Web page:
Themes and Meanings
The “Homeric Hymn to Demeter,” even in its disturbing account of Persephone’s rape, gives the starring role to the goddess of agriculture. Dove expands Demeter’s role, adding psychological layers to the goddess-mother’s love and loss. The poet, however, also develops Persephone’s and Hades’s characters, giving them prominent first-person voices throughout the collection. These revisions of the myth serve Dove’s thematic purposes. With this triad, the poet can emphasize contradictions in and pressures on maternal love, mother-daughter relationships, and adulthood.
One such contradiction, the narcissism of all three characters, is Dove’s covert psychological gesture to the account in the “Homeric Hymn to Demeter” in which a narcissus flower attracts first Persephone and then Hades to Persephone. Certainly, Demeter’s maternal pride matches the self-absorption of both Persephone and Hades. The result is a triangle of willfulness, uneasiness, and power struggles. Demeter, for example, will not accept her daughter’s sexuality or autonomy. The goddess is also a chronic worrier. Persephone, even as she gains independence and tries to shake off her mother’s worry, is bored and numb. The latter problem also characterizes Hades and the detachment with which Hades and Persephone approach each other. In fact, all three characters in this sequence reflect numbed states of waiting: “It’s an old drama, waiting./ One grows into...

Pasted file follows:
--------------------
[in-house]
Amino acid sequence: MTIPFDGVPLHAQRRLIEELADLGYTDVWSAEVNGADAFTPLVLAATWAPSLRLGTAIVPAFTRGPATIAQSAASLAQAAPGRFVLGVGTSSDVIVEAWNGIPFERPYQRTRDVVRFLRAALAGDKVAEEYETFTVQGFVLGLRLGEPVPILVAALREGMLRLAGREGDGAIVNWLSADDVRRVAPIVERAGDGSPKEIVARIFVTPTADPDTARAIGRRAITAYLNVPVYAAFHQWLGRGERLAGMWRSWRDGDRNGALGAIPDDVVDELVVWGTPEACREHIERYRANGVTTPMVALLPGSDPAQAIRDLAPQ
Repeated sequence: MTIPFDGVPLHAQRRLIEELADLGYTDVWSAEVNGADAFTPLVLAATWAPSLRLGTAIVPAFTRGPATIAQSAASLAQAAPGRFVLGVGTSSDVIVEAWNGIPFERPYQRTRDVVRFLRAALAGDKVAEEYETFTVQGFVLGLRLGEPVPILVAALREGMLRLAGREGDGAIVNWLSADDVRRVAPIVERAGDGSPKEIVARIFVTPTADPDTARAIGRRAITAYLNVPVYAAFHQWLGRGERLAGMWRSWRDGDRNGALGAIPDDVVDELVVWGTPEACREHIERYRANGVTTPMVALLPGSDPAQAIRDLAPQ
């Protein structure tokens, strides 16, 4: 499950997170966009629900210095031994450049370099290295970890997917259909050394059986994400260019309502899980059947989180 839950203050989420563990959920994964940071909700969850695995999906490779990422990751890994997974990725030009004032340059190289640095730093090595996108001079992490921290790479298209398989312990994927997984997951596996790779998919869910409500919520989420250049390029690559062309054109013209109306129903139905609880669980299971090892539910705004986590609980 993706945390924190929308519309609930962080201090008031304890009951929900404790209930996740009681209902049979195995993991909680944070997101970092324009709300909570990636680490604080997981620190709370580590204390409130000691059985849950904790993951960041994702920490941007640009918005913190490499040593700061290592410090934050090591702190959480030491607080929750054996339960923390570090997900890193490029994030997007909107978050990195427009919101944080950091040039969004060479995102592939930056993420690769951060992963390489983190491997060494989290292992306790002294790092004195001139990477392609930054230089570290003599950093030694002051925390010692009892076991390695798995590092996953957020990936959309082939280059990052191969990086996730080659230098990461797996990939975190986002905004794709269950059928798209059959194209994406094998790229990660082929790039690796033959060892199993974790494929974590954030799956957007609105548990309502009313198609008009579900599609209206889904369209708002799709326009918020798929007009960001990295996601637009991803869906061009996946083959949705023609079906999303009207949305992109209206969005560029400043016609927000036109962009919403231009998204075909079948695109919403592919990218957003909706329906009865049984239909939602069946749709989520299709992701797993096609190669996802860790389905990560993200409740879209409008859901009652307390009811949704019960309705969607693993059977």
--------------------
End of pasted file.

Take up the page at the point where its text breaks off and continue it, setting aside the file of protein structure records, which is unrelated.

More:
(The entire section is 572 words.)